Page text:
Sangkook Kang

Doing the right things

Beginner Driver’s Guide

초보 운전자에게 필요한 운전 기술


Windows XP Mode on Windows 7

Windows Virtual PC and Windows XP Mode Setup and Installation Guide

To install Windows Virtual PC and Windows XP Mode

  1. Download Windows Virtual PC and Windows XP Mode installers from the Windows Virtual PC Web site (
  2. Install Windows XP Mode by double-clicking the file WindowsXPMode_nn-NN.exe (where nn-NN is the locale code, for example, en-US) and then completing the wizard that opens.
  3. Install Windows Virtual PC by double-clicking either of the files Windows6.1-KB958559-x86.msu or Windows6.1-KB958559-x64.msu, as appropriate for your processor type.
  4. Restart the computer.
  5. Once the computer has restarted, click Start, click Windows Virtual PC, and then click Windows XP Mode.
  6. Complete the wizard that opens. Be sure that you record the password provided during the setup process because you will need it to log on to the virtual machine.

WinXP Mode

Create the first C# application

Create the project

When you create an application in Visual Studio, you first create a project and a solution. For this example, you’ll create a Windows Presentation Foundation (WPF) project.


To create the WPF project

  1. Create a new project. One the menu bar, choose File, New, Project….


  1. Choose the Visual C# WPF Application template by choosing in the left pane Installed, Templates, Visual C#, Windows, for example, and then choosing WPF application in the middle pane. Name the project HelloWPFApp at the bottom of the New Project dialog.

Visual Studio creates the HelloWPFApp project and solution, and the Solution Explorer shows the various files. The WPF Designer shows a design view and an XAML view of MainWindow.xaml in a split view. You can slide the splitter to show more or less of either view. You can choose to see only the visual view or only the XAML view.

The following items appear in Solution Explorer:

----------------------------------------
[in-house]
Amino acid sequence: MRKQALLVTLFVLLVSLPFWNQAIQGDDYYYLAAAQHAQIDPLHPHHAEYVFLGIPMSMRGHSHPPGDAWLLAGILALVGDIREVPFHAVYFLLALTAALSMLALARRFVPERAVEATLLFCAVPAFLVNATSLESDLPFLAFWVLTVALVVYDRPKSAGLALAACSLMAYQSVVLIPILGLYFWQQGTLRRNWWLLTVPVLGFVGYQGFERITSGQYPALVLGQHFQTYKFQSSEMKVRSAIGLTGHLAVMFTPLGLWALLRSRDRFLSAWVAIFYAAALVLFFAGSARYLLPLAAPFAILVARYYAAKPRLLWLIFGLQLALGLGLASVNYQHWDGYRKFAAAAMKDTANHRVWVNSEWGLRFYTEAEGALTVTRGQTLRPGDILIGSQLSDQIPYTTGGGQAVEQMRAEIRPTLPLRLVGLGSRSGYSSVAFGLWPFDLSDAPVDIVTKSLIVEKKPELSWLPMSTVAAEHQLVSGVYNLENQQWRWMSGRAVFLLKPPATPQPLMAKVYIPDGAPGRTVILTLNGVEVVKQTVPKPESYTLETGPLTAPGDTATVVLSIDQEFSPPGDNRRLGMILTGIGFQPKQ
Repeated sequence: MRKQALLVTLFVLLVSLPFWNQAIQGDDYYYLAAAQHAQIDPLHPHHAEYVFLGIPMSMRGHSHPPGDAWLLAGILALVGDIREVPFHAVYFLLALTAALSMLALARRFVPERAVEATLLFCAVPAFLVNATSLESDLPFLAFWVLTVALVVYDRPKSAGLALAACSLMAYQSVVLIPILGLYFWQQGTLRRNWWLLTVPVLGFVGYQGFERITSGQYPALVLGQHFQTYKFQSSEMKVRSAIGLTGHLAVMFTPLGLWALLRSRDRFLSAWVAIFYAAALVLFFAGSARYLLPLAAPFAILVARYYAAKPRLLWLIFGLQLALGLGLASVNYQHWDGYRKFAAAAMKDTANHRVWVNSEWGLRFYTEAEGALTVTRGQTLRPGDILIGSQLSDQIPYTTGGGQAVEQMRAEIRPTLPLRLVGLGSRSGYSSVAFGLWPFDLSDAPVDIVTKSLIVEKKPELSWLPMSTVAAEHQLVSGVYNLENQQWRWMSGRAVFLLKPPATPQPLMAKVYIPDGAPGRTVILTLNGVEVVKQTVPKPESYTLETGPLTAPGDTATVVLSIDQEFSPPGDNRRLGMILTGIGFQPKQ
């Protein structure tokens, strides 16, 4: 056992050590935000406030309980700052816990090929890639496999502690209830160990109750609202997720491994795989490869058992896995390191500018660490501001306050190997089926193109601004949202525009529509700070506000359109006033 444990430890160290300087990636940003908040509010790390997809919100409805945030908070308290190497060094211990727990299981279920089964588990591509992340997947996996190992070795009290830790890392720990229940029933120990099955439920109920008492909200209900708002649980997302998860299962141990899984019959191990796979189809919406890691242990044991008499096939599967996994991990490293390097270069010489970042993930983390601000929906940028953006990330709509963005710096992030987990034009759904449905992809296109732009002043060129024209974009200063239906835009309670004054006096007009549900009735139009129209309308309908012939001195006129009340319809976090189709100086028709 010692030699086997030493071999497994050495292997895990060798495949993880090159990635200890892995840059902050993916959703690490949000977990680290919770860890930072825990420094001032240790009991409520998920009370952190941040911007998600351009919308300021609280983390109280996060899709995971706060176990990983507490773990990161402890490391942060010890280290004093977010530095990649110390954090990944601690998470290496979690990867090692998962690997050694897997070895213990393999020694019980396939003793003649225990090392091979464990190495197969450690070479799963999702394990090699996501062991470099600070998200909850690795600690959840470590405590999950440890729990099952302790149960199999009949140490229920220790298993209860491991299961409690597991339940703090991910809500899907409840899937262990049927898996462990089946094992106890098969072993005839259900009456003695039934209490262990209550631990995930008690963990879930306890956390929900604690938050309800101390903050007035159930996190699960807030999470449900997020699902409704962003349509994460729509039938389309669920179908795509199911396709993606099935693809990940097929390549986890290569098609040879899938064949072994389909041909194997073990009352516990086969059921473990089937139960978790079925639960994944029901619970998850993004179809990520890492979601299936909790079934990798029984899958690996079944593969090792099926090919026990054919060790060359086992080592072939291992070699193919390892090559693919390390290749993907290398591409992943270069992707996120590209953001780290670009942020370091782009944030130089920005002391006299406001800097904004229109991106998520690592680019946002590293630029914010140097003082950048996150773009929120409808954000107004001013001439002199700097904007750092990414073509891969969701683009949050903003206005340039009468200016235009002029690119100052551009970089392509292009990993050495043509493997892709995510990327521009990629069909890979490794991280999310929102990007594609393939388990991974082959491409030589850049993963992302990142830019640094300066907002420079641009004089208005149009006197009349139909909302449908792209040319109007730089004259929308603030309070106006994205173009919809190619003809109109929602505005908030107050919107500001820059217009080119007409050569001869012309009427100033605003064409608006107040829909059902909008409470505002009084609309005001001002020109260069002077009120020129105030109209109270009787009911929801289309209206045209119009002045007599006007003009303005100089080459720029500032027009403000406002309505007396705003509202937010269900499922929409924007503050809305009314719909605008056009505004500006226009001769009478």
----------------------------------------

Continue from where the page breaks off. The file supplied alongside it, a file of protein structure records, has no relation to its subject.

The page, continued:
After you create the project, you can customize it. By using the Properties window (found on the View menu), you can display and change options for project items, controls, and other items in an application. By using the project properties and property pages, you can display and change options for projects and solutions.


To change the name of MainWindow.xaml

  1. In the following procedure, you’ll give MainWindow a more specific name. In Solution Explorer, select MainWindow.xaml. You should see the Properties window, but if you don’t, choose the View menu and the Property Window item. Change the File Name property to Greetings.Xaml

Solution Explorer shows that the name of the file is now Greetings.xaml, and if you expand the MainWindow.xaml node (by putting focus in the node and pressing the rightarrow key), you see the name of MainWidow.xaml.cs is now Greetings.xaml.cs. This code file is nested under the .xaml file node to show they are very closely related to each other.


  1. In Solution Explorer, open Greetings.xaml in the Designer view (by pressing the Enter key while the node has focus) and select the title bar of the window by using the mouse.
  2. In the Properties window, change the value of the Title property to Greetings.


The title bar for MainWindow.xaml now reads Greetings.


Design the user interface (UI)

We will add three types of controls to this application: a textBlock control, two RadioButton controls, and a Button control.

To add a TextBlock control

  1. Open the Toolbox window by choosing the View menu and the Toolbox item.
  2. In the Toolbox, search for the TextBlock control.
  1. Add a TextBlock control to the design surface by choosing the TextBlock item and dragging it to the window on the design surface. Center the control near the top of the window.


<TextBlock x:Name=”textBlock” HorizontalAlignment=”Center” Margin=”90,57,90,238″ TextWrapping=”Wrap” Text=”Select a message option and then choose the Display button.” VerticalAlignment=”Center” Width=”327″/>


To add radio buttons

  1. In the Toolbox, search for the RadioButton control.
  1. Add two RadioButton controls to the design surface by choosing the RadioButton item and dragging it to the window on the design surface twice, and move the buttons (by selecting them and using the arrow keys) so that the buttons appear side by side under the TextBlock control.